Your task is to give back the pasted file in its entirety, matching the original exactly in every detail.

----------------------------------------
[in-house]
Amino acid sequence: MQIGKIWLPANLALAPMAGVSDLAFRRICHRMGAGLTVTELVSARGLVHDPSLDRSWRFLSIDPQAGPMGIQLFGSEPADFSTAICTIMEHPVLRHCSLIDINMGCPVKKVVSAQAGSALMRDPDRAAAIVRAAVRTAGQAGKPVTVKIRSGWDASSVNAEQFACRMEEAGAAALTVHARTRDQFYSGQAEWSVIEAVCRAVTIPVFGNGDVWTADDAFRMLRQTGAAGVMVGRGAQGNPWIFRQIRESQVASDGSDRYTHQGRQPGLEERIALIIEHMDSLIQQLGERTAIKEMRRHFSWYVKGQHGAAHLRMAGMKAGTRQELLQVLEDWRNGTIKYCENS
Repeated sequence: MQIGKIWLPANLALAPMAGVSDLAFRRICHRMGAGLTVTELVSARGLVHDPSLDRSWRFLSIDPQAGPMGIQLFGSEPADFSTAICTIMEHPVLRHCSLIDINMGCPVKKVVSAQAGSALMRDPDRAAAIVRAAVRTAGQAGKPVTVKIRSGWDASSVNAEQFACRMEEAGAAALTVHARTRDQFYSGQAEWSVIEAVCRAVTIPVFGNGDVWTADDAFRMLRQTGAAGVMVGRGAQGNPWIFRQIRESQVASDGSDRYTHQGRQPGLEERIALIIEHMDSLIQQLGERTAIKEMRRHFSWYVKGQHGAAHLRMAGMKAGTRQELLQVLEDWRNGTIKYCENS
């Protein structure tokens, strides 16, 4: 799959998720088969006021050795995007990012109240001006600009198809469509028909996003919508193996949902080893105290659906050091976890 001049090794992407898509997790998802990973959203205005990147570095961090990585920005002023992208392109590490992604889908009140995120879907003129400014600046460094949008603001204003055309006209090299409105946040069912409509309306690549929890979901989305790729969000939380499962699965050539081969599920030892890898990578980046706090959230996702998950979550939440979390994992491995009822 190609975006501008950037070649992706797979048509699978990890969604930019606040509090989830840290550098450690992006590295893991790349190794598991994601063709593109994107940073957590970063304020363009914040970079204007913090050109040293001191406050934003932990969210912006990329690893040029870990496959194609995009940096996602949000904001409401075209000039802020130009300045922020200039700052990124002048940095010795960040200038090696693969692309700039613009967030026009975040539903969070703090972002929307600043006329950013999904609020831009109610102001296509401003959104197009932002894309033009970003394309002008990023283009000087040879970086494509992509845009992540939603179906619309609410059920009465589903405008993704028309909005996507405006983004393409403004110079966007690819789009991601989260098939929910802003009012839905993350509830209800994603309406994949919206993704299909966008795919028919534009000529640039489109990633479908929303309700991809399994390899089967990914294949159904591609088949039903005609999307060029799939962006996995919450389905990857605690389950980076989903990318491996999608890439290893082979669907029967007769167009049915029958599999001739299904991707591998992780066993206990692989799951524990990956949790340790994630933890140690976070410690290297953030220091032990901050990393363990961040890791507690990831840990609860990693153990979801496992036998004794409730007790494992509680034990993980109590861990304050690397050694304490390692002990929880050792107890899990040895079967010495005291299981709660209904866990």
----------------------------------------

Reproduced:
[in-house]
Amino acid sequence: MQIGKIWLPANLALAPMAGVSDLAFRRICHRMGAGLTVTELVSARGLVHDPSLDRSWRFLSIDPQAGPMGIQLFGSEPADFSTAICTIMEHPVLRHCSLIDINMGCPVKKVVSAQAGSALMRDPDRAAAIVRAAVRTAGQAGKPVTVKIRSGWDASSVNAEQFACRMEEAGAAALTVHARTRDQFYSGQAEWSVIEAVCRAVTIPVFGNGDVWTADDAFRMLRQTGAAGVMVGRGAQGNPWIFRQIRESQVASDGSDRYTHQGRQPGLEERIALIIEHMDSLIQQLGERTAIKEMRRHFSWYVKGQHGAAHLRMAGMKAGTRQELLQVLEDWRNGTIKYCENS
Repeated sequence: MQIGKIWLPANLALAPMAGVSDLAFRRICHRMGAGLTVTELVSARGLVHDPSLDRSWRFLSIDPQAGPMGIQLFGSEPADFSTAICTIMEHPVLRHCSLIDINMGCPVKKVVSAQAGSALMRDPDRAAAIVRAAVRTAGQAGKPVTVKIRSGWDASSVNAEQFACRMEEAGAAALTVHARTRDQFYSGQAEWSVIEAVCRAVTIPVFGNGDVWTADDAFRMLRQTGAAGVMVGRGAQGNPWIFRQIRESQVASDGSDRYTHQGRQPGLEERIALIIEHMDSLIQQLGERTAIKEMRRHFSWYVKGQHGAAHLRMAGMKAGTRQELLQVLEDWRNGTIKYCENS
């Protein structure tokens, strides 16, 4: 799959998720088969006021050795995007990012109240001006600009198809469509028909996003919508193996949902080893105290659906050091976890 001049090794992407898509997790998802990973959203205005990147570095961090990585920005002023992208392109590490992604889908009140995120879907003129400014600046460094949008603001204003055309006209090299409105946040069912409509309306690549929890979901989305790729969000939380499962699965050539081969599920030892890898990578980046706090959230996702998950979550939440979390994992491995009822 190609975006501008950037070649992706797979048509699978990890969604930019606040509090989830840290550098450690992006590295893991790349190794598991994601063709593109994107940073957590970063304020363009914040970079204007913090050109040293001191406050934003932990969210912006990329690893040029870990496959194609995009940096996602949000904001409401075209000039802020130009300045922020200039700052990124002048940095010795960040200038090696693969692309700039613009967030026009975040539903969070703090972002929307600043006329950013999904609020831009109610102001296509401003959104197009932002894309033009970003394309002008990023283009000087040879970086494509992509845009992540939603179906619309609410059920009465589903405008993704028309909005996507405006983004393409403004110079966007690819789009991601989260098939929910802003009012839905993350509830209800994603309406994949919206993704299909966008795919028919534009000529640039489109990633479908929303309700991809399994390899089967990914294949159904591609088949039903005609999307060029799939962006996995919450389905990857605690389950980076989903990318491996999608890439290893082979669907029967007769167009049915029958599999001739299904991707591998992780066993206990692989799951524990990956949790340790994630933890140690976070410690290297953030220091032990901050990393363990961040890791507690990831840990609860990693153990979801496992036998004794409730007790494992509680034990993980109590861990304050690397050694304490390692002990929880050792107890899990040895079967010495005291299981709660209904866990």